Wednesday, June 19, 2013
More Lead Contamination At Kincaid Park Could Cost City Big Bucks
City and state officials say exact amount is unknown
ANCHORAGE—Unknown amounts of contamination—that’s what the Municipality of Anchorage is dealing with in one of the most used parks in the city and on a new soccer field.
With 577 cubic yards of soil already contaminated with lead found in the old biathlon shooting range in Kincaid Park, finding more on the surface of the soccer field could end up leaving the city with a million-dollar receipt.
“We do have a challenge at Kincaid we've discovered that more lead was spread over more areas than was originally thought,” said Anchorage Mayor Dan Sullivan.
It’s a challenge to find the lead-laden soil and bullet fragments that are still on the Kincaid soccer field; contamination that was used as fill.
“The work they have been doing is to dig up all those soils to look for the lead to find out where it's been,” said Robert Weimer, an environmental engineer with the state Department of Environmental Conservation.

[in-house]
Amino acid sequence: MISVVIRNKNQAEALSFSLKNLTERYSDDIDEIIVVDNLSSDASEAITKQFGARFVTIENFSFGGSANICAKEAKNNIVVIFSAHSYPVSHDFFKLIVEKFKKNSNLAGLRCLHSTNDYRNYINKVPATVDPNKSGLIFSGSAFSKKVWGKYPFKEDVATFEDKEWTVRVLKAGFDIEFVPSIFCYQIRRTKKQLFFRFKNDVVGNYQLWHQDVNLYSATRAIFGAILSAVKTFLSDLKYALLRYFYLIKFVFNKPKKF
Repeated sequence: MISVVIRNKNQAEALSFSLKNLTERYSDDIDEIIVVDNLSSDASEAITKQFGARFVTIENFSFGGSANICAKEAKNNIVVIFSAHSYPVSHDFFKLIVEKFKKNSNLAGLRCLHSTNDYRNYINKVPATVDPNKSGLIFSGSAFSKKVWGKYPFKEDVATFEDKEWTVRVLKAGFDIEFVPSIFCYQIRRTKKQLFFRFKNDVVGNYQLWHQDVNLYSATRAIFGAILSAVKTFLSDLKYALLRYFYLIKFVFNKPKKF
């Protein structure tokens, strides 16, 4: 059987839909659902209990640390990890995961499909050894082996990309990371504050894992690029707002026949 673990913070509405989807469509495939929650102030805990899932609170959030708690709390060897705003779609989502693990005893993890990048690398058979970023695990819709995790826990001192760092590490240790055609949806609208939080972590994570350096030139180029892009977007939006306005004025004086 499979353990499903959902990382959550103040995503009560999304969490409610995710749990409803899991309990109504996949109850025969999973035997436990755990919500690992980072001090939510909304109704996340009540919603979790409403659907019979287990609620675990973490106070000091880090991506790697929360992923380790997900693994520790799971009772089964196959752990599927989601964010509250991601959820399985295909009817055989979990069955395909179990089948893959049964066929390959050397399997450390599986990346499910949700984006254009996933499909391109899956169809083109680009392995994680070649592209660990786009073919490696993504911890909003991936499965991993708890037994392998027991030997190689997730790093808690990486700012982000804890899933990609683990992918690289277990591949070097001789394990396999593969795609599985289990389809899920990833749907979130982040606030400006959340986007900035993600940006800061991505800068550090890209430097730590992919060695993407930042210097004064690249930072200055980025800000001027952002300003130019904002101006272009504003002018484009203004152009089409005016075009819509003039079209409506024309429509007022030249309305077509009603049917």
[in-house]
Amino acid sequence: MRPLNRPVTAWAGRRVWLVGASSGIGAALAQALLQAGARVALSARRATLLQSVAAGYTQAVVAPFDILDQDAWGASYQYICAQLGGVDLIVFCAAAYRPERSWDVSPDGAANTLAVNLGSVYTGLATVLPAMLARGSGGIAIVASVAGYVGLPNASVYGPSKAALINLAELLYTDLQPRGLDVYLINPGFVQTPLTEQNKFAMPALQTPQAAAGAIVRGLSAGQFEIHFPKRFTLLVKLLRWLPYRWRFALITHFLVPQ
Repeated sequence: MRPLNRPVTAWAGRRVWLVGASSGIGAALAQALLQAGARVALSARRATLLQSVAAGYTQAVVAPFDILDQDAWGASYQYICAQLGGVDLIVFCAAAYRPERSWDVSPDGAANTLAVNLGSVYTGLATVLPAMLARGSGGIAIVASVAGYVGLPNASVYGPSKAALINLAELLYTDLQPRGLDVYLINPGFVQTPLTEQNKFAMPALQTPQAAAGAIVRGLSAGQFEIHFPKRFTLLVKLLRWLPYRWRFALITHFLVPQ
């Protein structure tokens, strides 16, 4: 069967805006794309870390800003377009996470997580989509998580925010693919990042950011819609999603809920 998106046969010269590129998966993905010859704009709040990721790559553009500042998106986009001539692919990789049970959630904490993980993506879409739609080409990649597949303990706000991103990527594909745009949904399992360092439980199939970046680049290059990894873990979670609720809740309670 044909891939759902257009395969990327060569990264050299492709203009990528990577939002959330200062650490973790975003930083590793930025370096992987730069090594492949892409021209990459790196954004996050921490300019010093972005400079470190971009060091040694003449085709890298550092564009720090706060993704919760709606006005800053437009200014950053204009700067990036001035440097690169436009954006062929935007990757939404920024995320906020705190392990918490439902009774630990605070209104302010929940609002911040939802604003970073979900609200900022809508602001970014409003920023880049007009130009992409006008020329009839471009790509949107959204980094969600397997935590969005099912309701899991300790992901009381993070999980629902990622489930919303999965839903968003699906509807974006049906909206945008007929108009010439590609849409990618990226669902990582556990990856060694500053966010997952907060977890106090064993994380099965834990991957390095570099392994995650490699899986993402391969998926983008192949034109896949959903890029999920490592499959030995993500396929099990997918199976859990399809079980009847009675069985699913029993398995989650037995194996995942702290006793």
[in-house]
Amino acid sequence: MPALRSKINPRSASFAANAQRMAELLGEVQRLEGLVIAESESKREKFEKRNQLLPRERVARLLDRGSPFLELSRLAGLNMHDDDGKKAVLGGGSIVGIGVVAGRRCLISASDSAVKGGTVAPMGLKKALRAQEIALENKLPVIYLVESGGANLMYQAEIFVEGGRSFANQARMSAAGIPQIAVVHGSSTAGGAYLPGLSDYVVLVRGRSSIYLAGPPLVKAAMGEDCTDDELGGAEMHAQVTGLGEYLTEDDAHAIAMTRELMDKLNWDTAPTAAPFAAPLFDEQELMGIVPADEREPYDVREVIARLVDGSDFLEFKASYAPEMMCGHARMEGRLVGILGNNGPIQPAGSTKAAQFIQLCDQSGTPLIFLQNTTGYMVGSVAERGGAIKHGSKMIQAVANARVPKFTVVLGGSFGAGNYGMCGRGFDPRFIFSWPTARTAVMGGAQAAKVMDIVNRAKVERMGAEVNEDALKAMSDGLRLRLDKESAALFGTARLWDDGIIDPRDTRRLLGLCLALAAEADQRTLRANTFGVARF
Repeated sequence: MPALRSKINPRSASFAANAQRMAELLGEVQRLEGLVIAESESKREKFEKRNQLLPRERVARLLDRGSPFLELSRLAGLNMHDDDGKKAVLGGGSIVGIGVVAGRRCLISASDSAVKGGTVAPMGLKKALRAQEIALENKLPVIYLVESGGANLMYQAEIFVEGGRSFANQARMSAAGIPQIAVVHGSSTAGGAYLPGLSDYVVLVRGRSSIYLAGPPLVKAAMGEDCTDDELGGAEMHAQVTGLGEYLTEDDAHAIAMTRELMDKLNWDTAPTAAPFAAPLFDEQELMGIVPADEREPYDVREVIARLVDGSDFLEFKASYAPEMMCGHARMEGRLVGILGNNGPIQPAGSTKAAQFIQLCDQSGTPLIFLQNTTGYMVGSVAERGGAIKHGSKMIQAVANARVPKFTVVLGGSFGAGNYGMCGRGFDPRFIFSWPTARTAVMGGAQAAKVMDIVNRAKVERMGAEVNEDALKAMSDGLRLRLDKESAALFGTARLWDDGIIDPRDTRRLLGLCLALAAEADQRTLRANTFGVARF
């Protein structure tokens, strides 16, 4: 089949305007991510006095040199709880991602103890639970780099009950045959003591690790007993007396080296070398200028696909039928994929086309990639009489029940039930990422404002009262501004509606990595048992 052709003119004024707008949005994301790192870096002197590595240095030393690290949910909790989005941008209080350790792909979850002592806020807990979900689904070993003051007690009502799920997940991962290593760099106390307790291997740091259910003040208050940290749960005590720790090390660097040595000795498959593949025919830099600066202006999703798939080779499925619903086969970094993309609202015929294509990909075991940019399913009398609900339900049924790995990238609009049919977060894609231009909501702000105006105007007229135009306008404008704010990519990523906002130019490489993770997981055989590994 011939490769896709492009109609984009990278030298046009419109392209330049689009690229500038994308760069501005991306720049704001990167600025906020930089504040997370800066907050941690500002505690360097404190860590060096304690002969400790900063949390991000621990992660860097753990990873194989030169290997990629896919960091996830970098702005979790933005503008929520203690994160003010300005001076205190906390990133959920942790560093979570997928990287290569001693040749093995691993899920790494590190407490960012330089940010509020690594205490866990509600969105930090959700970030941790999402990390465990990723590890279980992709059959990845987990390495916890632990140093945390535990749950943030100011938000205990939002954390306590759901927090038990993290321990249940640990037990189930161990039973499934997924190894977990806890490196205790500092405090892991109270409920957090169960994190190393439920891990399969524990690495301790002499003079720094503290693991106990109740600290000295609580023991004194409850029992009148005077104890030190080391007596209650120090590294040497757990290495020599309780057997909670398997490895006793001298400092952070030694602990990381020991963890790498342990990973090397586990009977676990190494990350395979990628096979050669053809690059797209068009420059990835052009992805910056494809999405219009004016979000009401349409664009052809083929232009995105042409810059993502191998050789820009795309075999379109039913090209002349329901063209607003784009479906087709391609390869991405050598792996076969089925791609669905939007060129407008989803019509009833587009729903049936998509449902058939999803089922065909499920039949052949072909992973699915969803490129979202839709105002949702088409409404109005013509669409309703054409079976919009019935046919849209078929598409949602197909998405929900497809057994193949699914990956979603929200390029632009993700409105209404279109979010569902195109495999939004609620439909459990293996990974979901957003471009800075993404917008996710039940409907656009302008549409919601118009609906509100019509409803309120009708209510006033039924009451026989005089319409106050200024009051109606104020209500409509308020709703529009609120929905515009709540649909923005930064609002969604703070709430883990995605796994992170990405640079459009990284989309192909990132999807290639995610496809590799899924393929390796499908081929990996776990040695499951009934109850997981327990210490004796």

While some of it has been picked up, finding the rest is a costly new part of the city's plan.
“We discover it through a series of visuals,” said John Rodda, the director of Parks & Recreation for the Municipality. “You might see it on the ground, some of it with metal detectors.”
But the problem is, nobody actually knows how much lead and antimony is spread out in the area and former range, which have been around for 20 years.
“There were a couple of areas where there was lead discovered where we didn't expect it to be,” said Rodda. “When it was discovered it was a problem everybody agreed that we had to clean it up.”
It’s a clean-up process that, despite extra costs, city officials and the community hope will be completed soon.
Department of Environmental Conservation officials say the total amount of contamination could be up to a thousand yards of soil but they won't know until it's all dug out.
Excavation is expected to be completed by mid-August. Then the soil will be treated to coat the lead so it’s not toxic and can be disposed of—a process which should take about two weeks.
With costs ranging from a half-million to a million dollars for cleanup, Sullivan says the goal is to get the responsible parties to pay their shares.
But with a lawsuit in court, there is no timetable on when that could be.